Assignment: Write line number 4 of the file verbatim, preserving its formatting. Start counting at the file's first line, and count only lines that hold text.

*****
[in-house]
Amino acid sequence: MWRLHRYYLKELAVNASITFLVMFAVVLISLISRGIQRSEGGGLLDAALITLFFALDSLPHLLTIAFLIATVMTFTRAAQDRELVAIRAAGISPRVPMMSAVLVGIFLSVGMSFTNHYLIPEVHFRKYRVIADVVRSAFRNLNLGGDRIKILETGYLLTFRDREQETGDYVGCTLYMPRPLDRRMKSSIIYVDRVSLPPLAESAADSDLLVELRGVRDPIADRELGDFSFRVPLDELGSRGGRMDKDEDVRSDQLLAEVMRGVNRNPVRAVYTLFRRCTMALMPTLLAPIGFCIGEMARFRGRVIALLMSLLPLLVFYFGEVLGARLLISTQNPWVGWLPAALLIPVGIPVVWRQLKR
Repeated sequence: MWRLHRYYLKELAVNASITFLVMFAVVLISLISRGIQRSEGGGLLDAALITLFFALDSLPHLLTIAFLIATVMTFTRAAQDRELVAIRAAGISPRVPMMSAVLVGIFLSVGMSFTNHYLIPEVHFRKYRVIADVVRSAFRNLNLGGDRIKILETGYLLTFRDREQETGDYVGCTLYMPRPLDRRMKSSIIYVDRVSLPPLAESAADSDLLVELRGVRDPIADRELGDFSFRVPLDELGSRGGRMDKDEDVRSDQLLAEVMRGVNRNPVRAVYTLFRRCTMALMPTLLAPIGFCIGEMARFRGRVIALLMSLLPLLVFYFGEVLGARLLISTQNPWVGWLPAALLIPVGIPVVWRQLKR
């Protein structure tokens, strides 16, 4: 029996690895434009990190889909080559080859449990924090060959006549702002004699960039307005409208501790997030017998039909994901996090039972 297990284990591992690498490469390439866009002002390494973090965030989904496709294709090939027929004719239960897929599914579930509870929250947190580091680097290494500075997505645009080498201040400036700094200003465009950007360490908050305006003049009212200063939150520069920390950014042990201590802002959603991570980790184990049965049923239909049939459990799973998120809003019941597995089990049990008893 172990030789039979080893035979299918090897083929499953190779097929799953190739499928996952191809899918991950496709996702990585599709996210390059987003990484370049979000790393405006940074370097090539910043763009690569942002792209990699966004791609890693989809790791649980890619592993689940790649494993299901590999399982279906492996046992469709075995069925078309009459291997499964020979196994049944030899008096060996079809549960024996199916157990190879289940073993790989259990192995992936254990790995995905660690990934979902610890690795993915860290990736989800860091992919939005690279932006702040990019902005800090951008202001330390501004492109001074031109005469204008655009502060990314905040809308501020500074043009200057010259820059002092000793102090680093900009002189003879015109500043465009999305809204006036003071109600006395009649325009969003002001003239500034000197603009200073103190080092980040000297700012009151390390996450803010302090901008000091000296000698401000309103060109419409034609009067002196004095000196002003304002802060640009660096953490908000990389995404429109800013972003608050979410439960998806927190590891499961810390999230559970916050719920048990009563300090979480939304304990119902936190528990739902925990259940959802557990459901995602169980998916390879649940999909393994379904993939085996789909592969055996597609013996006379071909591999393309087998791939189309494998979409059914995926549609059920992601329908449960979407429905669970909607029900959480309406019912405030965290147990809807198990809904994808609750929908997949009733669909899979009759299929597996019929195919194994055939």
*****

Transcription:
């Protein structure tokens, strides 16, 4: 029996690895434009990190889909080559080859449990924090060959006549702002004699960039307005409208501790997030017998039909994901996090039972 297990284990591992690498490469390439866009002002390494973090965030989904496709294709090939027929004719239960897929599914579930509870929250947190580091680097290494500075997505645009080498201040400036700094200003465009950007360490908050305006003049009212200063939150520069920390950014042990201590802002959603991570980790184990049965049923239909049939459990799973998120809003019941597995089990049990008893 172990030789039979080893035979299918090897083929499953190779097929799953190739499928996952191809899918991950496709996702990585599709996210390059987003990484370049979000790393405006940074370097090539910043763009690569942002792209990699966004791609890693989809790791649980890619592993689940790649494993299901590999399982279906492996046992469709075995069925078309009459291997499964020979196994049944030899008096060996079809549960024996199916157990190879289940073993790989259990192995992936254990790995995905660690990934979902610890690795993915860290990736989800860091992919939005690279932006702040990019902005800090951008202001330390501004492109001074031109005469204008655009502060990314905040809308501020500074043009200057010259820059002092000793102090680093900009002189003879015109500043465009999305809204006036003071109600006395009649325009969003002001003239500034000197603009200073103190080092980040000297700012009151390390996450803010302090901008000091000296000698401000309103060109419409034609009067002196004095000196002003304002802060640009660096953490908000990389995404429109800013972003608050979410439960998806927190590891499961810390999230559970916050719920048990009563300090979480939304304990119902936190528990739902925990259940959802557990459901995602169980998916390879649940999909393994379904993939085996789909592969055996597609013996006379071909591999393309087998791939189309494998979409059914995926549609059920992601329908449960979407429905669970909607029900959480309406019912405030965290147990809807198990809904994808609750929908997949009733669909899979009759299929597996019929195919194994055939």